With the same thirst, Micio draws from the bowl of water with surgical precision, Fido lapses in a voracious manner, overturning half of the contents on the ground. Dogs are more clumsy than cats even when it comes to drinking, and some American scientists have taken the trouble to explain why.

Feline sips. The study, presented in San Francisco during a meeting of the American Physical Society, is based on an earlier 2010 research, conducted by MIT, Virginia Tech and Princeton University, on the physics of cat sips. According to the old work, when they drink, the cats stretch their folded back tongue towards the top layer of water or milk, which they quickly retract, creating a column of liquid between the bowl and the moving tongue. This rising flow is drawn towards the cat's mouth at a speed of one meter per second, and before it can fall back due to gravity, the felines draw from its top with 4 swallows per second.

The Fido version. When Virginia Tech's bioengineers repeated their studies on dogs, analyzing high-speed footage of their drinks, they expected to find similar results, but this was not the case. While the cats lightly touch the surface of the water, the dogs immerse their tongues impetuously, raising a lot of splashes. While the water column of the cats is raised with a force equal to 2 times the gravity, the dogs create a force equal to 8 times the gravity.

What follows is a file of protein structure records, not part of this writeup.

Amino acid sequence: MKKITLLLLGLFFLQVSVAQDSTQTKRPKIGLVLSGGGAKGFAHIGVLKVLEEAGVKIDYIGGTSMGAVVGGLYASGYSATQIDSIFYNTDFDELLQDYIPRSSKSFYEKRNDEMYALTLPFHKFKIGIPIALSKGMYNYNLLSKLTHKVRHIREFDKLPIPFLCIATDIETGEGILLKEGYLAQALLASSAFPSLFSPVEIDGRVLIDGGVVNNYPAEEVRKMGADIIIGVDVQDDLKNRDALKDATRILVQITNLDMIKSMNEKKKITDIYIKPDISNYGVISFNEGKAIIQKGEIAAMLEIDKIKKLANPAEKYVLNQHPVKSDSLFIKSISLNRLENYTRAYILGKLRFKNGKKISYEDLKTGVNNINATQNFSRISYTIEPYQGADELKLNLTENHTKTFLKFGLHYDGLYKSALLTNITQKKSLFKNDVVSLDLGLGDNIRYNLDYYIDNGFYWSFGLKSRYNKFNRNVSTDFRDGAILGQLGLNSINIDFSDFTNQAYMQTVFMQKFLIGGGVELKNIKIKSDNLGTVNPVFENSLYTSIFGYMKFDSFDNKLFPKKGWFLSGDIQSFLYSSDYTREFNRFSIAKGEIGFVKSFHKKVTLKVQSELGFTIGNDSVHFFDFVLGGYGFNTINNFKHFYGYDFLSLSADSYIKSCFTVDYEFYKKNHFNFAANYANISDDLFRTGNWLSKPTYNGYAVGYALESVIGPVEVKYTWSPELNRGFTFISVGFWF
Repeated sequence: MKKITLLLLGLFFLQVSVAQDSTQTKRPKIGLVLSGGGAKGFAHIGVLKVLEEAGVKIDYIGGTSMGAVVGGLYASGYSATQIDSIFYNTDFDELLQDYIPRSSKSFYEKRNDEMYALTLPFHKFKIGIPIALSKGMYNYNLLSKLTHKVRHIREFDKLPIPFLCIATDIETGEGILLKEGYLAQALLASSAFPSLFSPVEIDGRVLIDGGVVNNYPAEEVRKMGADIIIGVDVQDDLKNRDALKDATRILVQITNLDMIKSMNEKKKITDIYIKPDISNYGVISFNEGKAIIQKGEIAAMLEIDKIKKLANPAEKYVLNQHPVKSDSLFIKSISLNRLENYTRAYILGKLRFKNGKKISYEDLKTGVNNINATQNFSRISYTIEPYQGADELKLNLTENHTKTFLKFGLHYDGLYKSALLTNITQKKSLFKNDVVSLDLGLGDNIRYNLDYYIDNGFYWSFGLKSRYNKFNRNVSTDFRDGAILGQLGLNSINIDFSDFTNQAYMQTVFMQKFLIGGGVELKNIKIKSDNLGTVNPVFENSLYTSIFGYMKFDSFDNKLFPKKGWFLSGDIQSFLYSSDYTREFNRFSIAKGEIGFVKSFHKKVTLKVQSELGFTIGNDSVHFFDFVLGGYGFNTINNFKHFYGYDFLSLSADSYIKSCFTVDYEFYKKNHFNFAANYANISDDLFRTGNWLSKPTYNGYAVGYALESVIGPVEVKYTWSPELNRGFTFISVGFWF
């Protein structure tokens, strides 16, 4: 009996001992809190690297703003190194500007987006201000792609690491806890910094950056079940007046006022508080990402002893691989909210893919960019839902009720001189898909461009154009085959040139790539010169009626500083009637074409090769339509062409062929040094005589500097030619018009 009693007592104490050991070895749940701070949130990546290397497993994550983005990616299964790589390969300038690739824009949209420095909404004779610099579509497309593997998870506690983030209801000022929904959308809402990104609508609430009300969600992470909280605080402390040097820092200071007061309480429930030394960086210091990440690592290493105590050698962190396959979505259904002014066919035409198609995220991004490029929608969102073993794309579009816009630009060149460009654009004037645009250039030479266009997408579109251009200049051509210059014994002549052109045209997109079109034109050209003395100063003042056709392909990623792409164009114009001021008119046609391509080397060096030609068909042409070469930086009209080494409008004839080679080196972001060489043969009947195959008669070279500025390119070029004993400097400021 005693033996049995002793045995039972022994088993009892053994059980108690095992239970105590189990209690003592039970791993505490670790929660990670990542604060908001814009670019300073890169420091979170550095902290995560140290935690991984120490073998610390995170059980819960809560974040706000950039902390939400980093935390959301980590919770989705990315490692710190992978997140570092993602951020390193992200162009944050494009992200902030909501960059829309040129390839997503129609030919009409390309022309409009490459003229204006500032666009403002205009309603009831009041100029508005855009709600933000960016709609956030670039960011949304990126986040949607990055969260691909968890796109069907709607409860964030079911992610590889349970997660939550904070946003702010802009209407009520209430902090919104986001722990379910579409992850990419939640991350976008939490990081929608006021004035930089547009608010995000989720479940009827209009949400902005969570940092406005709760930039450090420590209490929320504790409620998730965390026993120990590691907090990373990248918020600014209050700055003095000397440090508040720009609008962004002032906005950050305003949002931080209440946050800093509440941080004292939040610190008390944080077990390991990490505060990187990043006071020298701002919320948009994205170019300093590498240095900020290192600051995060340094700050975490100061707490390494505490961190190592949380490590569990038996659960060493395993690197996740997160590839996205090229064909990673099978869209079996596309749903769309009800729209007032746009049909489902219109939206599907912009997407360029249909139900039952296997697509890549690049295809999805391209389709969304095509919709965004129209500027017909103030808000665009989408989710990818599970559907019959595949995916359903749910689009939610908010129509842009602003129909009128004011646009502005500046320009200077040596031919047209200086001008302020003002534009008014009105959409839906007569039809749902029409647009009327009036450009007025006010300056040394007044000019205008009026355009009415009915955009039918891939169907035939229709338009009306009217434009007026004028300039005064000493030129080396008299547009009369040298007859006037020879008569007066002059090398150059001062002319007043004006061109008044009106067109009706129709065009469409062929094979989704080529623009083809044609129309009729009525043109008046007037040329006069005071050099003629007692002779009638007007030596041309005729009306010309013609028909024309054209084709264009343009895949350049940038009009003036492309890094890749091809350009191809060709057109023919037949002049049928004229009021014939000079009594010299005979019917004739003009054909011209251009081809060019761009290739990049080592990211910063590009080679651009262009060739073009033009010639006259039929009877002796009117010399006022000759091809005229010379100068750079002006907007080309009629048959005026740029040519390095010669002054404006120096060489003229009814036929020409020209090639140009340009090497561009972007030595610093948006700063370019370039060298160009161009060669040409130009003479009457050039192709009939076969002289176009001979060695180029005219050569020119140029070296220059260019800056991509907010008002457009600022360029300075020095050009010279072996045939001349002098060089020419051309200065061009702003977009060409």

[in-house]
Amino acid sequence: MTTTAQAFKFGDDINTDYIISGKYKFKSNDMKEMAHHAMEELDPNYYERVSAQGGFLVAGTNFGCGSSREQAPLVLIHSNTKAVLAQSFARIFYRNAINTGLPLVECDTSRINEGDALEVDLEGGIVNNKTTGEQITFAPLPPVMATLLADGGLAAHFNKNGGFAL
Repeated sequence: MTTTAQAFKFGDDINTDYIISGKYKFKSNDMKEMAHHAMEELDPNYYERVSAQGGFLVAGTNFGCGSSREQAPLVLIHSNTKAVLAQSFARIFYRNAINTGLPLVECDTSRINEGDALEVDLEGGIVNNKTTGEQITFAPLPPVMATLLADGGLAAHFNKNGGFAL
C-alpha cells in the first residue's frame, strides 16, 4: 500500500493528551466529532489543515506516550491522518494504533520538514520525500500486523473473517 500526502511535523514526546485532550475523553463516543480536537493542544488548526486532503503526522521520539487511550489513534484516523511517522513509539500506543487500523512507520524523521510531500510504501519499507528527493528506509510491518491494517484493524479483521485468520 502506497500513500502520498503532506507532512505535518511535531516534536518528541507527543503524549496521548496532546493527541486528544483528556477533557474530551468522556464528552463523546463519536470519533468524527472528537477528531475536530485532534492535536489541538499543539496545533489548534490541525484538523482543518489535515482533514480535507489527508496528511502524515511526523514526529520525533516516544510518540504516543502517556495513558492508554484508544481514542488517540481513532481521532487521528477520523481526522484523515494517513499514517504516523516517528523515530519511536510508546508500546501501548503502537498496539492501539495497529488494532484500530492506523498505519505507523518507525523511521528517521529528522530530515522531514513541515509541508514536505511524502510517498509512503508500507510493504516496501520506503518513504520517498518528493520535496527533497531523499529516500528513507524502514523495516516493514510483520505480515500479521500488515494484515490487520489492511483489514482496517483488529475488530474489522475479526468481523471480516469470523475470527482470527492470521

Big dogs, big … lakes. Finally, if in the case of cats it is only the tip of the tongue to come into contact with the liquid, for dogs it is a large portion of the tongue to get wet: a fact that makes them particularly noisy and messy drinkers. As expected, the volume of water raised by a dog's tongue is proportional to its size: a San Bernardo will wet the kitchen floor much more than a dachshund.